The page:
Air Quality and Covid-19 Disinfection: What We Can Learn from President Trump's Diagnosis


Posted on Thursday 8th October 2020
Purge Virus


Given the news that President Trump and First Lady Melania have contracted the Covid-19 virus, the GREENandSAVE staff sees a need in both the Public and Private sector for indoor clean air. There are 3.4 billion Sq. Ft of municipal real estate in the United States, if security protocols at the White House can’t contain the virus’s spread it is a wakeup call that Air Disinfection Solutions are needed by both the Government and Private Real Estate owners to combat the virus’s ability to spread indoors.

Purge Virus offers cost-effective Air Disinfection Solutions for all types of facilities and consumer needs. The most effective air disinfection methods are Bipolar Ionization and Ultraviolet (UV) light. Depending on the size and type of facility, Purge Virus will recommend installing their products in the Air Handling Units (AHU) or In Room.  Purge Virus also offers Portable Devices which are ideal for smaller areas and residential units and PPE equipment. Purge Virus also offers $0 upfront cost options and turn-key projects that include rebate administration for the growing number of incentives launched following the Covid-19 outbreak.

With clean air being a necessary component of the “new normal”, it is wise to act now so that businesses, facilities, and government properties can safely operate during the Covid-19 pandemic.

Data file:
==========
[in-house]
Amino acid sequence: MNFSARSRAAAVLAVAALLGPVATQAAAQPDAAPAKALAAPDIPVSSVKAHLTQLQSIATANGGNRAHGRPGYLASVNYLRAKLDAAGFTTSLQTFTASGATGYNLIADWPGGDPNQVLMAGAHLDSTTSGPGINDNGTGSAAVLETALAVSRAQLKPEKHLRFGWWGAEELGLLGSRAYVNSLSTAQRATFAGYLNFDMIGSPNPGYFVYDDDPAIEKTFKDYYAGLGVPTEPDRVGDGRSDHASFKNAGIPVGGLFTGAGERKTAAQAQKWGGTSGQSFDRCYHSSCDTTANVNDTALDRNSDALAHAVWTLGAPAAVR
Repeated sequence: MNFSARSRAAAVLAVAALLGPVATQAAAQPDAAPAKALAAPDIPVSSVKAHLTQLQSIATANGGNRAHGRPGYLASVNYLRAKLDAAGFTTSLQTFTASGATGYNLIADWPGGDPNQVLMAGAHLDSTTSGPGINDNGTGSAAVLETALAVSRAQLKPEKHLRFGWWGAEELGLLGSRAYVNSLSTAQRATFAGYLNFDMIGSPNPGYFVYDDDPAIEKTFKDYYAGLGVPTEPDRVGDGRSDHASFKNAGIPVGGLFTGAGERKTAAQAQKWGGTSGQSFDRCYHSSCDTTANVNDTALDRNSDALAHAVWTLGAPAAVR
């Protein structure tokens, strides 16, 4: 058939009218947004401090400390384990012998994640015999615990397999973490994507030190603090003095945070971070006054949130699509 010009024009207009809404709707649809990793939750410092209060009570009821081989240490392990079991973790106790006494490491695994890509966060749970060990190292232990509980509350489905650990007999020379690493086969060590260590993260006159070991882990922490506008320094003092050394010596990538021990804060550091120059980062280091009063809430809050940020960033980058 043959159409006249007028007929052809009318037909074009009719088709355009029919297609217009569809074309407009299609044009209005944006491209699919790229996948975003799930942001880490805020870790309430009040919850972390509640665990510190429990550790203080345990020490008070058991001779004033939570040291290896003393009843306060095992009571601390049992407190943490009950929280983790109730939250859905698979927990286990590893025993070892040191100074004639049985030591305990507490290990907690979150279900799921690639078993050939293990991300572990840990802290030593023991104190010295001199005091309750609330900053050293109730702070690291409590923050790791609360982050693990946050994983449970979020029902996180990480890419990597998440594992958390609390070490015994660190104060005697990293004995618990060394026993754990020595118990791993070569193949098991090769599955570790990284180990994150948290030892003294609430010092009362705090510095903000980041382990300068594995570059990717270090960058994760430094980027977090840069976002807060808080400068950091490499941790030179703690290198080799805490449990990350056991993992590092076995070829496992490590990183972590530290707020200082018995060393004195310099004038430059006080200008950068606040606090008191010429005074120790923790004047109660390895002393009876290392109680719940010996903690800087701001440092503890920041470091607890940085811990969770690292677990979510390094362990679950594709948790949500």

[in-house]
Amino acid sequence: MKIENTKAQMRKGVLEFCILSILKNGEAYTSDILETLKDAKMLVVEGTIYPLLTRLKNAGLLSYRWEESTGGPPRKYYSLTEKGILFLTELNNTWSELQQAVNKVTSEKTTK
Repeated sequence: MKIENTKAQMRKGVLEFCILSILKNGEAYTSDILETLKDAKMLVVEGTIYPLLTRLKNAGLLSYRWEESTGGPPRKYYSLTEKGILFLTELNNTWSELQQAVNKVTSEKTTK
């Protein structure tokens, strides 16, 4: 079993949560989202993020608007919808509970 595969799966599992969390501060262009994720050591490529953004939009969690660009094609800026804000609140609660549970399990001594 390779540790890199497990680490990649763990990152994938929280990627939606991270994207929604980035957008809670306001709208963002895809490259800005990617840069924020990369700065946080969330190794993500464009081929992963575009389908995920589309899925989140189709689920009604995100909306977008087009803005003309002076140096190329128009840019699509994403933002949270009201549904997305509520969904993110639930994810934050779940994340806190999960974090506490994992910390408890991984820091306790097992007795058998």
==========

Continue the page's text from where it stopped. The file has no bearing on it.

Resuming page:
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For more information on Covid-19 air disinfection and up to date news, see:

"Coronavirus information keeps evolving, but the fear to contract it continues to be unchartered territory for many people. Several reports and studies in the early months of the pandemic showed that COVID-19 could live on plastic and steel surfaces for up to three days. This caused many people to disinfect everything and many cleaning supplies were sold out across the country. Since then research evidence has shown that human-to-human transmission is the primary source of infection. According to a microbiologist and environment engineer, in addition to cleaning, facility managers need to pay more attention to improving the quality of air in public buildings including schools and workplaces, PBS News Hour reports.

Emmanuel Goldman, a microbiologist at Rutgers New Jersey Medical School, published an article in the July issue of The Lancet arguing that early studies exaggerated the amount of virus that could actually be found on surfaces in the real world. He said a complete plan of attack against the coronavirus should include not only cleaning, but also frequent handwashing and an examination of building ventilation systems.

Shelly Miller, environment engineer at the University of Colorado Boulder, agreed with Goldman that ventilation systems should be improved as part of a building’s routine. 'Buildings should already be replacing the inside air with outside air three times an hour and with coronavirus that should be doubled—six per hour and ideally nine per hour.'”

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